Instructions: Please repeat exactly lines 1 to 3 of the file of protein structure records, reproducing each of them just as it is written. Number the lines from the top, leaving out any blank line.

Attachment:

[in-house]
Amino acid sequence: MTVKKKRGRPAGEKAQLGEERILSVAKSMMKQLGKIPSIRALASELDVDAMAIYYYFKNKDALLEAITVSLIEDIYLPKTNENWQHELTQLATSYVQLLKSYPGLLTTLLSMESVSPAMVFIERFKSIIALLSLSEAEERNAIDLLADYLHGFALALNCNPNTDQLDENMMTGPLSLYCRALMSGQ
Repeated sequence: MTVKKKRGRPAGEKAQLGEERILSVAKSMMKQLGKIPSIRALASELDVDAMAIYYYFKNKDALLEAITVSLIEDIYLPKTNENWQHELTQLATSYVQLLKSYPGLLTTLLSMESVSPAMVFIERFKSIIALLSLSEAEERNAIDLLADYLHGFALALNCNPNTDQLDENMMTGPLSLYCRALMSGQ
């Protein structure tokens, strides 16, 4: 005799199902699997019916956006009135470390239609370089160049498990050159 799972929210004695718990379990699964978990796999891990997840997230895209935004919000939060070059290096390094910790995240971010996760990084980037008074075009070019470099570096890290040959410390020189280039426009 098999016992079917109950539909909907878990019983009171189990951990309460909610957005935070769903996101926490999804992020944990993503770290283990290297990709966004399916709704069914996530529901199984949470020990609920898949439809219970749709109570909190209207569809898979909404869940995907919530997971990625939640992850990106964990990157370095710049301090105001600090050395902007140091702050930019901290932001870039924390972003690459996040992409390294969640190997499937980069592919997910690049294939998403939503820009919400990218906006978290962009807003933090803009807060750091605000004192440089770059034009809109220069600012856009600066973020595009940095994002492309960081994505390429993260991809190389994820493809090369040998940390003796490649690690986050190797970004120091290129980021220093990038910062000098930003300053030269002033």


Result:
[in-house]
Amino acid sequence: MTVKKKRGRPAGEKAQLGEERILSVAKSMMKQLGKIPSIRALASELDVDAMAIYYYFKNKDALLEAITVSLIEDIYLPKTNENWQHELTQLATSYVQLLKSYPGLLTTLLSMESVSPAMVFIERFKSIIALLSLSEAEERNAIDLLADYLHGFALALNCNPNTDQLDENMMTGPLSLYCRALMSGQ
Repeated sequence: MTVKKKRGRPAGEKAQLGEERILSVAKSMMKQLGKIPSIRALASELDVDAMAIYYYFKNKDALLEAITVSLIEDIYLPKTNENWQHELTQLATSYVQLLKSYPGLLTTLLSMESVSPAMVFIERFKSIIALLSLSEAEERNAIDLLADYLHGFALALNCNPNTDQLDENMMTGPLSLYCRALMSGQ